Visas awarded 20 former Agriprocessors workers under a law that protects crime victims.
Former Agriprocessors workers get good news
Jens Manuel Krogstad, Waterloo-Cedar Falls Courrier
POSTVILLE -- The government has awarded 20 former Agriprocessors workers visas under a law that protects crime victims, a decision hailed by immigrant advocates as a major victory.
Advocates say the decisions further prove federal prosecutors oversaw court proceedings last year at the National Cattle Congress that violated people's basic legal rights.
In the past 10 days, the first wave of women and children arrested a year ago at the kosher meatpacking plant in Postville have been granted U-visas by U.S. Citizenship and Immigration Services. The permits allow immigrants to legally live and work in the country for four years. In the third year, they may apply for a green card.
"A government entity has found, indeed, that these women and children have been subjected to extreme emotional or physical harm by Agriprocessors," said Sonia Parras-Konrad, a Des Moines attorney who led the effort. "I think this is really big in vindicating and giving them justice. These people have been exploited, have been assaulted, have been humiliated, have been verbally and emotionally abused by this employer."
Maria Gomez, 31, said when Parras-Konrad delivered the news over the phone, she could not catch her breath and could only mumble a quick, "thank you." She had an electronic monitor ankle bracelet removed last week.
"I ran home, and I started to cry for joy," she said.
Most of Gomez's relatives have been deported to Guatemala. She hopes her husband will soon secure a visa. The only reason he was not deported, she said, was because he was not working at the time of the raid.
The law protects victims of crimes such as physical and sexual abuse, extortion and human trafficking, Parras-Konrad said. To be eligible, they must meet several requirements, including assisting authorities with any relevant investigations.
Parras-Konrad, the only attorney in Iowa working on these kinds of cases, said 32 visa applications remain undecided, and none have been rejected. She plans to eventually file applications for family members.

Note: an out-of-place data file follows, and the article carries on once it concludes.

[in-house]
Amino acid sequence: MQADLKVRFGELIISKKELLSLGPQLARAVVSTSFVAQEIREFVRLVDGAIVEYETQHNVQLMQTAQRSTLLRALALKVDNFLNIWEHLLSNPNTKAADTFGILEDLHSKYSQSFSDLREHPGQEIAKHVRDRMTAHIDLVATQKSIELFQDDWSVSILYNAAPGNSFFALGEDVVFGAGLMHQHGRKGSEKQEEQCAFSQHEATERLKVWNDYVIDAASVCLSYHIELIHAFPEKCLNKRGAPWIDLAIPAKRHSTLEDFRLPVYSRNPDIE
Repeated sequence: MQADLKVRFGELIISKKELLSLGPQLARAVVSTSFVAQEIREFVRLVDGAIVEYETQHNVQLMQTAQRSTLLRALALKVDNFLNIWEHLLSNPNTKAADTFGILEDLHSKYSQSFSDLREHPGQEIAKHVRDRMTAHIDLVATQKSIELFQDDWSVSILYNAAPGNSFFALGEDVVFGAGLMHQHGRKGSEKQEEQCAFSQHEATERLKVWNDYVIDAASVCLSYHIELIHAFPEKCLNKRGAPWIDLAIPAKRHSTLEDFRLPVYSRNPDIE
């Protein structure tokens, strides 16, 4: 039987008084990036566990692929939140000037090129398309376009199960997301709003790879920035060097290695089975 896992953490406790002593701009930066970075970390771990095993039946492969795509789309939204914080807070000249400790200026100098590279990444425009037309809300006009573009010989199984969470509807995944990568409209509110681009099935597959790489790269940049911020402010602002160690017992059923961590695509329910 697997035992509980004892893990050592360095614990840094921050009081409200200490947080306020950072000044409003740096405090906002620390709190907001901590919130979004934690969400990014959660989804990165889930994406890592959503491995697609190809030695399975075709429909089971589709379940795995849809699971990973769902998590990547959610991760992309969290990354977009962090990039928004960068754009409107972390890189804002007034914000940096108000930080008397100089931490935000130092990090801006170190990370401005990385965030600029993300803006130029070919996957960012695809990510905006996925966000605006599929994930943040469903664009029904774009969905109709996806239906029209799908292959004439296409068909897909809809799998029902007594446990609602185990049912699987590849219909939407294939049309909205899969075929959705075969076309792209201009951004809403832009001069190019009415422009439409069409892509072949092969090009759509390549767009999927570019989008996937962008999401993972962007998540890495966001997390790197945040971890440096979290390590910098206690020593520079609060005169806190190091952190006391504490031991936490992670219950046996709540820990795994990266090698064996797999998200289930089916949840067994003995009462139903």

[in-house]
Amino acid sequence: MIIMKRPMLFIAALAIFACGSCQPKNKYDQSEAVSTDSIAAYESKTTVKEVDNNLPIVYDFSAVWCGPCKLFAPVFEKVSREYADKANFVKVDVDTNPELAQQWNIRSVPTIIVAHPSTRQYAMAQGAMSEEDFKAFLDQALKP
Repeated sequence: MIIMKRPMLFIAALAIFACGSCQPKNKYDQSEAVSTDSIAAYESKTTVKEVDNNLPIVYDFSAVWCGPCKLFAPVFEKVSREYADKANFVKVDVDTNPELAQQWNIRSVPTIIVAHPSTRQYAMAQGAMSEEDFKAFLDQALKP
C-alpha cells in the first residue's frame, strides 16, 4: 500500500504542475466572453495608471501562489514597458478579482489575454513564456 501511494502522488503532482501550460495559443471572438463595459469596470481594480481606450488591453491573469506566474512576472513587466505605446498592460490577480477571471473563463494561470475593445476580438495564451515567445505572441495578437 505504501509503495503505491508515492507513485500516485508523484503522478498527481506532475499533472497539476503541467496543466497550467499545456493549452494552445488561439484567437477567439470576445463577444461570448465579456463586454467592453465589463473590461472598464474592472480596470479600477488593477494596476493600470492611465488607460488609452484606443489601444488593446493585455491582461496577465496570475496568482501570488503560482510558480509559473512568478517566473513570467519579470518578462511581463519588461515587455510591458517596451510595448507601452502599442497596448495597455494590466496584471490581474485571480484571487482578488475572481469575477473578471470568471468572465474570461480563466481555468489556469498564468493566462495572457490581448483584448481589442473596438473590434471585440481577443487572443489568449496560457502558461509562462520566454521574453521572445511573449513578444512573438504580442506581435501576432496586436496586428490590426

Hundreds of people from across the country, including bilingual attorneys and psychologists with expertise in trauma, contributed to the effort.
Winning the cases, she said, clearly demonstrates many immigrants already deported should have had the opportunity to plead their case for a U-visa.
Assistant U.S. Attorney Bob Teig said the workers were not innocent bystanders: They admitted to using false documents to work in the country illegally.
"The thing being overlooked repeatedly is that they broke the law, and they all admitted it," he said.
Immediately after the raid, several immigration attorneys tried to meet some of the 389 arrested workers at NCC, where they were processed in a temporary federal court. For two days, the prosecutors' argument won out: Their ongoing criminal investigation trumped the immigration attorneys' right to see their clients.
By the time the attorneys gained access, most workers had pleaded guilty under an agreement that used the threat of criminal identity theft -- a tactic ruled unconstitutional last week by the U.S. Supreme Court -- to secure unusually quick mass guilty pleas.
Only the women and children were released on humanitarian grounds.
"That's the sad part of this. I feel we missed a lot of people, not because we didn't want to serve them, but because they were removed and we couldn't get to them on time," Parras-Konrad said.
This means the government (although not necessarily the US Attorney for Northern Iowa) considers these people to be victims of crimes. Those crimes would have been committed by Agriprocessors.
This means civil rights charges can and should be brought against Agriprocessors and the Rubashkins, just as I've written.